There was a singular action item on the agenda for the Monday, June 20 special meeting of the Minnesota Racing Commission held at Canterbury Park: To review a resolution regarding the potential state shutdown (background here) and its effects on Canterbury Park and Running Aces Harness Park.
The initial resolution for consideration was drafted by legal counsel for the racetracks and horsemen’s associations. The outline was simple and to the point. After 17 points outlining the findings of fact the resolution they were asking to be adopted by the committee concluding by resolving,
“That all possible legal steps be taken to ensure that properly licensed horse racing and card club activities not be shut down as a result of the budget impasse.”
There is no way that a politically appointed body was going to support “all possible legal steps” when such steps would include suing the government that appointed them - especially considering the rock and a hard place position the Commission would be in with their legal counsel being assigned from the Attorney General’s office.
MRC staff also drew up a draft resolution for consideration that was understandably a bit weaker than the horsemen’s draft. It had its own findings of fact and finished by resolving,
“that the Commission and it’s staff will continue to work with the requisite authorities to bring their attention this potential calamity and will do its best to keep industry leaders informed of progress regarding legislative, executive, or court authorization of appropriations.”
The horsemen brought a howitzer to the table while the Commission proposed little more than the status quo. Neither was going to garner agreement from both sides so there was a brief recess for all to get together and formulate a new joint draft. Though the Commission may be in a more politically challenging position than the horsemen, it was clear from the comments of the Commissioners that none wanted to see racing shut down and all understood the potential long term damage that would be done should it occur.
Also taken under consideration were a couple of clauses in the Commission’s draft resolution. In the findings of fact by the Commission it was stated that:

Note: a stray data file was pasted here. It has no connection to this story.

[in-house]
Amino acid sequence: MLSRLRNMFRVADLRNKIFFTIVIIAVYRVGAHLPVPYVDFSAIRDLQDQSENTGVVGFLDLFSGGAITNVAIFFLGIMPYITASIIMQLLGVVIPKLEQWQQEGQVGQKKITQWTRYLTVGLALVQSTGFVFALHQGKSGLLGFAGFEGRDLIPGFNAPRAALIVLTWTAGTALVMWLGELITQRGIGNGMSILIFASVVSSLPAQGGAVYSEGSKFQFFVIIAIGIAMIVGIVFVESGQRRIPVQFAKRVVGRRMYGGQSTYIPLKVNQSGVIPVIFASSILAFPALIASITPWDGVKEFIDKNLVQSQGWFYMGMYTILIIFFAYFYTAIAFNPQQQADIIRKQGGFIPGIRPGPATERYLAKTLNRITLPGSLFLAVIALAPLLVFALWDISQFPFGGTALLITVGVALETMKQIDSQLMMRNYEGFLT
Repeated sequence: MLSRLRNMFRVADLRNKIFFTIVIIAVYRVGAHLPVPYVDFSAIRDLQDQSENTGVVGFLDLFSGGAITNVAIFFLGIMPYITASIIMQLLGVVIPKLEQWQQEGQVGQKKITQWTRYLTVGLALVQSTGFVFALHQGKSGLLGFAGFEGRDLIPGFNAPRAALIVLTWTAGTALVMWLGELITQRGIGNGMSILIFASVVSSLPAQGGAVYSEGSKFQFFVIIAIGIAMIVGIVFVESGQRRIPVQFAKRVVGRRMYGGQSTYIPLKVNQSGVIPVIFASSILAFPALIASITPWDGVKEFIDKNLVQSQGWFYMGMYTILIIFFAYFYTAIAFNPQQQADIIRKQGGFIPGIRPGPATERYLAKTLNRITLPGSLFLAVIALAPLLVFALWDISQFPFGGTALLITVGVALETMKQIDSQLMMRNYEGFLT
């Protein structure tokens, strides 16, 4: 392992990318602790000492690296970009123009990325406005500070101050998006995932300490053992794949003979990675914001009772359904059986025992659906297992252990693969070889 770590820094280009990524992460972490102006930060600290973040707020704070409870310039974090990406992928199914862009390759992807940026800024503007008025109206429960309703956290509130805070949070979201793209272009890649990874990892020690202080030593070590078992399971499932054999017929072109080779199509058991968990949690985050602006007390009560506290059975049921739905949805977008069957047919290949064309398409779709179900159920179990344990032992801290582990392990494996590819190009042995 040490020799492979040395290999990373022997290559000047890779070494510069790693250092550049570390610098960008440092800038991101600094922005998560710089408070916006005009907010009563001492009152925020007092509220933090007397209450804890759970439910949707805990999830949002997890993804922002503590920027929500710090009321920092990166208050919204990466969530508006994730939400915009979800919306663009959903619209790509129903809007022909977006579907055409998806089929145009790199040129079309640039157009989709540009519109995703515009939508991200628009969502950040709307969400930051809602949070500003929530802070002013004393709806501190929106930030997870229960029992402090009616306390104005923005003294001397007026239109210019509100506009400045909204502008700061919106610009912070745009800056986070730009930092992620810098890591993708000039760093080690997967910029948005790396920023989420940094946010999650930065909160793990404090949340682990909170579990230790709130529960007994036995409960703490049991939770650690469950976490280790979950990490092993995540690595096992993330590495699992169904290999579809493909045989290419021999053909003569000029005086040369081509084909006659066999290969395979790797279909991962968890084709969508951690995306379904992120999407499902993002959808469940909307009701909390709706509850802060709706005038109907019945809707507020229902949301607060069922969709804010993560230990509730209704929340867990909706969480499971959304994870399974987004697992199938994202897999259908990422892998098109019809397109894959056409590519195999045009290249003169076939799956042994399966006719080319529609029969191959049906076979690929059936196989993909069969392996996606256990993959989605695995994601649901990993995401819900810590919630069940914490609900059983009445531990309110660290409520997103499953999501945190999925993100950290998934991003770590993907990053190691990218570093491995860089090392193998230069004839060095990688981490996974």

“In the absence of legislation specifically appropriating funds for the continuing operation of the Commission for the next biennium, the Commission will have no authority to expend or release funds to pay for goods and services after June 30, 2011.”
It went on to state that if shutdown were to occur, “the licensed racetracks will not be permitted to operate according to the regulatory requirements continued in M.S. ch. 240.”
Attorneys for the horsemen argued that these provisions should be left out of any compromise agreement. Tomorrow petitions are scheduled to be heard by a Ramsey County Court judge on how a shutdown would proceed should it be necessary. There could be the appointment of a committee or a special master that would determine which services are critical and need to continue operating and which would not. The horsemen believe that there should also be a third category, as was in place when this specter loomed over Minnesota in 2001 and 2005, that is all agencies that do not rely on general fund money to operate should continue to do so. In the case of the MRC, all its funds are generated through the license fees of the racetracks and personnel as well as the prepayment of certain fees for operation of the testing lab, stewards and staff at the tracks. If the bill is paid on time, as usual, all the funds plus all the funds from licensing will be in the possession of the state and there is no reason for racing not to continue.
As far as the appropriations end goes, it could be argued that the MRC monies are already appropriated since statute reads that all monies collected would be appropriated back to the Commission. That is, a specific appropriation isn’t necessary because it is automatic as written. A perpetual appropriation, if you will. In the end, the findings of fact were taken from the horsemen’s draft and these potentially damaging admissions – which lawyers argue simply are not true or should be interpreted differently – were left out.
The final resolution, which you can read here, outlines all the reasons why the tracks should not be shutdown. The final “be it resolved” clause reads:
· "That all appropriate steps should be taken to pursue the uninterrupted delivery of properly licensed horse racing and card club activities in the event of a continued budget impasse and government shutdown; and
· That the Commission and its staff continue to work with the requisite authorities to point out that this industry is totally self-funded and to demonstrate the substantial and long lasting negative impacts that would result from a cessation of these activities; and
· That the Commission does its best to keep industry leaders informed of progress regarding legislative, executive, or court authorizations of appropriations."
The final work product turned out to be a good melding of the staff and horsemen’s draft and was a result of mutual action for the common good – something the Governor and Legislature could learn from.